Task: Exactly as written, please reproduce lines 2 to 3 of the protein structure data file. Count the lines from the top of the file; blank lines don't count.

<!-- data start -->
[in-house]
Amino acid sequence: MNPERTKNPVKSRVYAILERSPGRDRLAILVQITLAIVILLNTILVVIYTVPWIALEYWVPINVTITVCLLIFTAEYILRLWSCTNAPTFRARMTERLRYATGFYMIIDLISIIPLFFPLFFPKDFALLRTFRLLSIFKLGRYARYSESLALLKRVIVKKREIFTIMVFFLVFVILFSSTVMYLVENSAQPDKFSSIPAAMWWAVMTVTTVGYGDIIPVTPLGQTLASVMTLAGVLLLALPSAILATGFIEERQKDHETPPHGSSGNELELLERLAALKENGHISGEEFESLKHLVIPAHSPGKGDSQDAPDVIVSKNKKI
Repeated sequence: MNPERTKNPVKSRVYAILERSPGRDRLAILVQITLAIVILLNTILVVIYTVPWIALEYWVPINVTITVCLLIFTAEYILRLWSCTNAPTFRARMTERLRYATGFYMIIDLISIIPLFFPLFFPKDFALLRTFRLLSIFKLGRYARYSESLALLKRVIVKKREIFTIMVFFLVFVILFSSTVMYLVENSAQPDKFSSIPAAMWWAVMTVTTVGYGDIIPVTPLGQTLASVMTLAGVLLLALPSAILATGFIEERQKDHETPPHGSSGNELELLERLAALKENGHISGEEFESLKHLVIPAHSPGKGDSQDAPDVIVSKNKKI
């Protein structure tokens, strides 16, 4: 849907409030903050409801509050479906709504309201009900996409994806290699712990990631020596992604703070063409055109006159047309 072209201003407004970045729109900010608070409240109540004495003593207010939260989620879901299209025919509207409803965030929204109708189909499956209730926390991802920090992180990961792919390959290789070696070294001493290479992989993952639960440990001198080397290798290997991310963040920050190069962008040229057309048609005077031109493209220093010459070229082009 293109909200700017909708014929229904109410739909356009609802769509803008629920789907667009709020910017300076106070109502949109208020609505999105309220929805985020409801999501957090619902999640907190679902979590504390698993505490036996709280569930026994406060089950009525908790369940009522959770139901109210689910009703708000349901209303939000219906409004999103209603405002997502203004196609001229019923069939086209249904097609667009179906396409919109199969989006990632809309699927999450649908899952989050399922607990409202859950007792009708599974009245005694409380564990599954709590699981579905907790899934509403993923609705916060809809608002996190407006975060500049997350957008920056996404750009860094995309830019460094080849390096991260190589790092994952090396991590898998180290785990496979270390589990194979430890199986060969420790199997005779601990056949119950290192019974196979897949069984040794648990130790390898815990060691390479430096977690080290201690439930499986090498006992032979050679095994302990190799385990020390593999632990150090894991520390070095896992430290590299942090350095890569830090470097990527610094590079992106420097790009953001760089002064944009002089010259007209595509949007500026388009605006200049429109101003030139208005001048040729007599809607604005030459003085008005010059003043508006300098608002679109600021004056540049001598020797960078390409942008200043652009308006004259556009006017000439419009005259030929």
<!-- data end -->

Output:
Amino acid sequence: MNPERTKNPVKSRVYAILERSPGRDRLAILVQITLAIVILLNTILVVIYTVPWIALEYWVPINVTITVCLLIFTAEYILRLWSCTNAPTFRARMTERLRYATGFYMIIDLISIIPLFFPLFFPKDFALLRTFRLLSIFKLGRYARYSESLALLKRVIVKKREIFTIMVFFLVFVILFSSTVMYLVENSAQPDKFSSIPAAMWWAVMTVTTVGYGDIIPVTPLGQTLASVMTLAGVLLLALPSAILATGFIEERQKDHETPPHGSSGNELELLERLAALKENGHISGEEFESLKHLVIPAHSPGKGDSQDAPDVIVSKNKKI
Repeated sequence: MNPERTKNPVKSRVYAILERSPGRDRLAILVQITLAIVILLNTILVVIYTVPWIALEYWVPINVTITVCLLIFTAEYILRLWSCTNAPTFRARMTERLRYATGFYMIIDLISIIPLFFPLFFPKDFALLRTFRLLSIFKLGRYARYSESLALLKRVIVKKREIFTIMVFFLVFVILFSSTVMYLVENSAQPDKFSSIPAAMWWAVMTVTTVGYGDIIPVTPLGQTLASVMTLAGVLLLALPSAILATGFIEERQKDHETPPHGSSGNELELLERLAALKENGHISGEEFESLKHLVIPAHSPGKGDSQDAPDVIVSKNKKI